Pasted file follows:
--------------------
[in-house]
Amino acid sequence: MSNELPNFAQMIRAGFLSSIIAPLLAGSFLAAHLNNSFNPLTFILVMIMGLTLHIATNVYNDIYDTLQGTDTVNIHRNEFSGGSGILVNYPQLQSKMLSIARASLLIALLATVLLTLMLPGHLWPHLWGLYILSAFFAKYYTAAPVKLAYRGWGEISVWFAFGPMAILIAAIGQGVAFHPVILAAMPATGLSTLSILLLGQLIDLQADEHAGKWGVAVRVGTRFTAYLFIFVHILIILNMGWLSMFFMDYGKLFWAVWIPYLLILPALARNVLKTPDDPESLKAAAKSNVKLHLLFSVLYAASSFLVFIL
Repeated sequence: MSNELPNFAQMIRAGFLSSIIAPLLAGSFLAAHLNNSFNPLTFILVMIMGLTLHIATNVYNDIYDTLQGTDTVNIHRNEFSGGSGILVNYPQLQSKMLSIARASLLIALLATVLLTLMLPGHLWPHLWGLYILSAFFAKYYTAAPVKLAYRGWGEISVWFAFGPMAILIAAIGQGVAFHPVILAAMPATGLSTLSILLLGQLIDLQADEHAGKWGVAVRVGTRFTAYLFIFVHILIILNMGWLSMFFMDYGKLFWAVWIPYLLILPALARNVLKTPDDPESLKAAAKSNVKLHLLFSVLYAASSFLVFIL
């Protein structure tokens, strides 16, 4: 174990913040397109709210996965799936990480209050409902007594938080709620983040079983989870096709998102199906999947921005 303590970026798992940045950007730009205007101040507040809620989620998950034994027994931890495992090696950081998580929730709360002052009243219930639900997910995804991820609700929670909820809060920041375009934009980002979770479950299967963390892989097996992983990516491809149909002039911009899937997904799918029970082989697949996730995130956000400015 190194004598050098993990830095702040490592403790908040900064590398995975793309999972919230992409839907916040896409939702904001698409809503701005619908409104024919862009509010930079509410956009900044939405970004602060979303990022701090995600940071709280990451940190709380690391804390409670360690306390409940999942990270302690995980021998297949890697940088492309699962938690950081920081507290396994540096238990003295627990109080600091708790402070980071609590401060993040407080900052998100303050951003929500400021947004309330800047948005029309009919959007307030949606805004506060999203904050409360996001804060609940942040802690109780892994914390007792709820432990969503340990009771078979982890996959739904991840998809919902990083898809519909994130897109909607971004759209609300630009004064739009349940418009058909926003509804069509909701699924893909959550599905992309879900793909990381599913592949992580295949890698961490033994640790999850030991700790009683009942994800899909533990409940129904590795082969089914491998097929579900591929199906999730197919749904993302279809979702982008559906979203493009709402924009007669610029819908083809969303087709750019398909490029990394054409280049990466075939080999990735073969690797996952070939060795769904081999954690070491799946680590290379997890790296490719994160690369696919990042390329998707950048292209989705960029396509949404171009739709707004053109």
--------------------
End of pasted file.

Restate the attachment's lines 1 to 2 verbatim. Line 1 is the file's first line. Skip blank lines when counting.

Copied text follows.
[in-house]
Amino acid sequence: MSNELPNFAQMIRAGFLSSIIAPLLAGSFLAAHLNNSFNPLTFILVMIMGLTLHIATNVYNDIYDTLQGTDTVNIHRNEFSGGSGILVNYPQLQSKMLSIARASLLIALLATVLLTLMLPGHLWPHLWGLYILSAFFAKYYTAAPVKLAYRGWGEISVWFAFGPMAILIAAIGQGVAFHPVILAAMPATGLSTLSILLLGQLIDLQADEHAGKWGVAVRVGTRFTAYLFIFVHILIILNMGWLSMFFMDYGKLFWAVWIPYLLILPALARNVLKTPDDPESLKAAAKSNVKLHLLFSVLYAASSFLVFIL